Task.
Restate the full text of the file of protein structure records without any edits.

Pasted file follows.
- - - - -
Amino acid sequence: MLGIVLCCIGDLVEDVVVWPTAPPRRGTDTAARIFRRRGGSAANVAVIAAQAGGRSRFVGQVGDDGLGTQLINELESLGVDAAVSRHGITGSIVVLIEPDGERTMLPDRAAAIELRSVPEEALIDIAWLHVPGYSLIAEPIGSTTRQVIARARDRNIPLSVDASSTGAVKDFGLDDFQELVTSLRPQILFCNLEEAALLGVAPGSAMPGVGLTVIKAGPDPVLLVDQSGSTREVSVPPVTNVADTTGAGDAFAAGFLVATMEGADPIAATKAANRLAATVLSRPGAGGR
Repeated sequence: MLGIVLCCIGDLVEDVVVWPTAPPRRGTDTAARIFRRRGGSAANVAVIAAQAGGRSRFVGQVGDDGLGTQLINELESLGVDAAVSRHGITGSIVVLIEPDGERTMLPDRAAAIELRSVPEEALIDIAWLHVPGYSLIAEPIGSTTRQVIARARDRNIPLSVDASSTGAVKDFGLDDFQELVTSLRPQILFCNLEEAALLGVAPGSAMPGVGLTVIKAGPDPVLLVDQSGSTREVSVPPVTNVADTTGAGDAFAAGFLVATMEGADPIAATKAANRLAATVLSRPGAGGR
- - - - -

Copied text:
Amino acid sequence: MLGIVLCCIGDLVEDVVVWPTAPPRRGTDTAARIFRRRGGSAANVAVIAAQAGGRSRFVGQVGDDGLGTQLINELESLGVDAAVSRHGITGSIVVLIEPDGERTMLPDRAAAIELRSVPEEALIDIAWLHVPGYSLIAEPIGSTTRQVIARARDRNIPLSVDASSTGAVKDFGLDDFQELVTSLRPQILFCNLEEAALLGVAPGSAMPGVGLTVIKAGPDPVLLVDQSGSTREVSVPPVTNVADTTGAGDAFAAGFLVATMEGADPIAATKAANRLAATVLSRPGAGGR
Repeated sequence: MLGIVLCCIGDLVEDVVVWPTAPPRRGTDTAARIFRRRGGSAANVAVIAAQAGGRSRFVGQVGDDGLGTQLINELESLGVDAAVSRHGITGSIVVLIEPDGERTMLPDRAAAIELRSVPEEALIDIAWLHVPGYSLIAEPIGSTTRQVIARARDRNIPLSVDASSTGAVKDFGLDDFQELVTSLRPQILFCNLEEAALLGVAPGSAMPGVGLTVIKAGPDPVLLVDQSGSTREVSVPPVTNVADTTGAGDAFAAGFLVATMEGADPIAATKAANRLAATVLSRPGAGGR